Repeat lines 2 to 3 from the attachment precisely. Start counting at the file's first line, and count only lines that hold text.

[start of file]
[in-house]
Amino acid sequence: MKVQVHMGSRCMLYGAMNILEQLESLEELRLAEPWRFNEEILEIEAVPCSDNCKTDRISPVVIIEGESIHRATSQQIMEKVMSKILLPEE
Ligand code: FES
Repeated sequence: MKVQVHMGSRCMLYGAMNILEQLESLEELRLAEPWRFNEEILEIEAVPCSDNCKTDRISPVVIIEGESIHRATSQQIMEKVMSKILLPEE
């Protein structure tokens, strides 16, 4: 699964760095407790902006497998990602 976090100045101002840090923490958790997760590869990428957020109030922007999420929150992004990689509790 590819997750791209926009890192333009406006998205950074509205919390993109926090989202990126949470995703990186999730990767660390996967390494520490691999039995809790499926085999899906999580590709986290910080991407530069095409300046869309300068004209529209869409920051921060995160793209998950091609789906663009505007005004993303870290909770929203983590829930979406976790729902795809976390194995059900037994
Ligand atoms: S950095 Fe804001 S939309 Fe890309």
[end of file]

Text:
Amino acid sequence: MKVQVHMGSRCMLYGAMNILEQLESLEELRLAEPWRFNEEILEIEAVPCSDNCKTDRISPVVIIEGESIHRATSQQIMEKVMSKILLPEE
Ligand code: FES